Get to know about Eighteenth-Century Political Formations (Ncert / Cbse Solutions & Revision Notes), Chapter Summary-Decline of the Mughals, Emergence of New States,CBSE / NCERT Revision Notes, CBSE NCERT Class VII (7th) | Social Studies | History, CBSE NCERT Solved Question Answer, CBSE NCERT Solution.Asaf Jah brought skilled soldiers and administrators from northern India.
He appointed them as mansabdars and granted jagirs. Although he was still a servant of the Mughal emperor, he ruled quite independently without seeking any direction from Delhi or facing any interference.

Q4 Name the states with which the state of Hyderabad was in struggle. 
With the states of Marathas and Telugus warrior chiefs (nayakas).

Q5 What course of action did Sa’adat Khan follow to control Awadh?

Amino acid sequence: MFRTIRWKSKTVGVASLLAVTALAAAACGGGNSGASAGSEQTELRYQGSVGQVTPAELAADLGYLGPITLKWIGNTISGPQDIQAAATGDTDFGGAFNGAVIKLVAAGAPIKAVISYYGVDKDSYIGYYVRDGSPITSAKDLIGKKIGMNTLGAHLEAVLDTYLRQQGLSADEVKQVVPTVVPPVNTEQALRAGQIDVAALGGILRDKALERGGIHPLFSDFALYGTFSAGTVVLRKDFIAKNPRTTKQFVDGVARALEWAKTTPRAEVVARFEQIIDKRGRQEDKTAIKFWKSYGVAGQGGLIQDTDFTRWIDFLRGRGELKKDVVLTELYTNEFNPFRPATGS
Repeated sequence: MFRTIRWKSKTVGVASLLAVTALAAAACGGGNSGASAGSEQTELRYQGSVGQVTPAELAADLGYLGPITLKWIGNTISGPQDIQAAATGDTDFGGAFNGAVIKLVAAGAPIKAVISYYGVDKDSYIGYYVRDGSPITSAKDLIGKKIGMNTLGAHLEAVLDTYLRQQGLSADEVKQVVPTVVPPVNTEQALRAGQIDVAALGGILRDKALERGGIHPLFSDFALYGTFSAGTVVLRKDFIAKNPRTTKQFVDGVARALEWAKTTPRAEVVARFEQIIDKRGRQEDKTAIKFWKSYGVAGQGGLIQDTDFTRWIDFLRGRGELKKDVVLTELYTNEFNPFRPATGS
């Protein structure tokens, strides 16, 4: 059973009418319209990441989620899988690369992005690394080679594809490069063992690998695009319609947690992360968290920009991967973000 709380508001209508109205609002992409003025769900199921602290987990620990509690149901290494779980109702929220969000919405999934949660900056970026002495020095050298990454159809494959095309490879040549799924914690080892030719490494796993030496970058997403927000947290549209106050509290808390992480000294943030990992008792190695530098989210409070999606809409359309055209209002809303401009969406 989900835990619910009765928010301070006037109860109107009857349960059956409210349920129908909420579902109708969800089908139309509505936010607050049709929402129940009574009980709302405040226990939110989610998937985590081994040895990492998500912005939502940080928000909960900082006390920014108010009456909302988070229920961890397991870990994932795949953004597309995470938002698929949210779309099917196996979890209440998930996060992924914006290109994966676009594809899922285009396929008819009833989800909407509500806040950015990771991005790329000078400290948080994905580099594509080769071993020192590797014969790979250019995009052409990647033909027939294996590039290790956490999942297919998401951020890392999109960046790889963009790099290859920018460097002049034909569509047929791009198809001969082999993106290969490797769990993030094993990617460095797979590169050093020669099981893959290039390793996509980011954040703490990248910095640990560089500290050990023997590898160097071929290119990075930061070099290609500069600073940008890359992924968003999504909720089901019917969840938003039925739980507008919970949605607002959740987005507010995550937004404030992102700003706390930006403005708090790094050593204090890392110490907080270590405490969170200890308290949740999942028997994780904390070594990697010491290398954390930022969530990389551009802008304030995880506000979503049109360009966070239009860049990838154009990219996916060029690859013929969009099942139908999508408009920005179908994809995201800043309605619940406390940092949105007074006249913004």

Burhan-ul-Mulk Sa‘adat Khan was appointed subadar of Awadh in 1722 and founded a state which was one of the most important to emerge out of the break-up of the Mughal Empire. Awadh was a prosperous region, controlling the rich alluvial Ganga plain and the main trade route between north India and Bengal.
Sa‘adat Khan was responsible for managing the political, financial and military affairs of the province of Awadh.
Sa‘adat Khan tried to decrease the Mughal influence in the Awadh region by reducing the number of office holders (jagirdars) appointed by the Mughals. He also reduced the size of jagirs, and appointed his own loyal servants to vacant positions.
The accounts of jagirdars were checked to prevent cheating and the revenues of all districts were reassessed by officials appointed by the Nawab’s court.